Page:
We've read the first four chapters. We've learned about Henrietta's childhood and a bit about her life as an adult. We've learned about the struggles doctors had with diagnosing and treating cervical cancer and we've learned about George Gey's work in trying to find and grow immortal human cells.
Here's what I took away from it. What a short and difficult life Henrietta Lacks had! She lost her mother, got shipped off to her grandfather's, had her first baby at age 14, and married her cousin who then cheated on her all the time. Yikes. Even getting beyond the fact that she married into her own bloodline, I couldn't get over how incestuous their relationship was considering they had essentially grown up as brother and sister since they were children. It seems like she felt she had no other choice.
How do you feel about the fact that the patients who were receiving free health care were being harvested for samples without their consent? In some ways it seems like a small price to pay, but it really struck me that the author described the samples taken from Lacks as "dime sized." That is not a small sample. It could cause scarring and further problems down the road and it was done as a matter of course and without permission.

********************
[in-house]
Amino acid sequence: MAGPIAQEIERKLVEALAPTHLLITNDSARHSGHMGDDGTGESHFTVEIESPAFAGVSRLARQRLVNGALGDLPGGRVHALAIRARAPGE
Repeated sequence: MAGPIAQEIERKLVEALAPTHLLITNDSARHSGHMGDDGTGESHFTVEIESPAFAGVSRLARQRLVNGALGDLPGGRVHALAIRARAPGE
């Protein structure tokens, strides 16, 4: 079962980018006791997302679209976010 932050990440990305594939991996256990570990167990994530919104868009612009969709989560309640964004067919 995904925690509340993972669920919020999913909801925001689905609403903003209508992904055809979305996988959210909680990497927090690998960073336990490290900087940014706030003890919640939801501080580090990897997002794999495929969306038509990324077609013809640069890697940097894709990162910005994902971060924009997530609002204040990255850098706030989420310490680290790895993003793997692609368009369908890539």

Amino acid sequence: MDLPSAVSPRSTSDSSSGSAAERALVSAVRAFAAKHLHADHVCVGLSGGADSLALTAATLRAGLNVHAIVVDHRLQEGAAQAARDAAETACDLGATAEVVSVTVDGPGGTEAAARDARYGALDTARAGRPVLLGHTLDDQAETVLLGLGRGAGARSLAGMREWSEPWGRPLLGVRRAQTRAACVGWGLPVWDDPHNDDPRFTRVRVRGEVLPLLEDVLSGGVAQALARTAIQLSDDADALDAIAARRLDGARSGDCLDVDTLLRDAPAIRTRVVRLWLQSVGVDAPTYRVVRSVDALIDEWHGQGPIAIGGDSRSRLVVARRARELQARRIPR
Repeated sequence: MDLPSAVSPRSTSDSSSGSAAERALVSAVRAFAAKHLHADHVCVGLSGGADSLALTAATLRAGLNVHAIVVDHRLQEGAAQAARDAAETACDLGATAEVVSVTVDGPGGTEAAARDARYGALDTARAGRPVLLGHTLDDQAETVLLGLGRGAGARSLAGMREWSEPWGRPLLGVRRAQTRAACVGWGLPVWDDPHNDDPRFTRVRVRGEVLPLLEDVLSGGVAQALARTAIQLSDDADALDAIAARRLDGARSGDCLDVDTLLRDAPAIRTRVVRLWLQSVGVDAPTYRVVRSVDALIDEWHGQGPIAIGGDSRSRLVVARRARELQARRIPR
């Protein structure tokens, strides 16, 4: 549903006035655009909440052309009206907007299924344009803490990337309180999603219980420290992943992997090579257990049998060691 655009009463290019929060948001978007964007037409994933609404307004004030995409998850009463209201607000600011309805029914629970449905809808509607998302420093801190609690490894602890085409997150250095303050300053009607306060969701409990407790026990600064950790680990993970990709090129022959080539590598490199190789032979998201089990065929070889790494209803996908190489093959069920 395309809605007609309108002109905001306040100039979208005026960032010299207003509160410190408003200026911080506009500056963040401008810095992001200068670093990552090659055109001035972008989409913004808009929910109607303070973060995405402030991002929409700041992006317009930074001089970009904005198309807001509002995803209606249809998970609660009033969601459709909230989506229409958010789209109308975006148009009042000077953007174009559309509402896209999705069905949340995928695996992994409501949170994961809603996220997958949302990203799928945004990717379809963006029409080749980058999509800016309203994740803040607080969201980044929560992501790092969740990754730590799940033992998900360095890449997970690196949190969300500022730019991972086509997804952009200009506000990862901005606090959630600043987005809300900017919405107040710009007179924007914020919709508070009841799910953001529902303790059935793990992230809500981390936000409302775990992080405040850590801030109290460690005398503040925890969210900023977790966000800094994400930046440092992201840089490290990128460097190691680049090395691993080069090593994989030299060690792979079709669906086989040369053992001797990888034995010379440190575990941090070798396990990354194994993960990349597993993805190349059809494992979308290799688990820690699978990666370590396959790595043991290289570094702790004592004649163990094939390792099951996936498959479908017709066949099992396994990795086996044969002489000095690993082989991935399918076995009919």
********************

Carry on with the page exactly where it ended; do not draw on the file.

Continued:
Another thing I found interesting was how instrumental Margaret was in helping George culture cells. Nowadays, even to a layman, growing such fragile cells in a sterile environment makes total sense. It's hard to imagine that as recently as the fifties, this was not normal procedure. I thought it was awesome that Margaret's experience as a nurse helped her teach George about sterilization and how he DIY'ed most of his lab equipment. They were truly pioneers.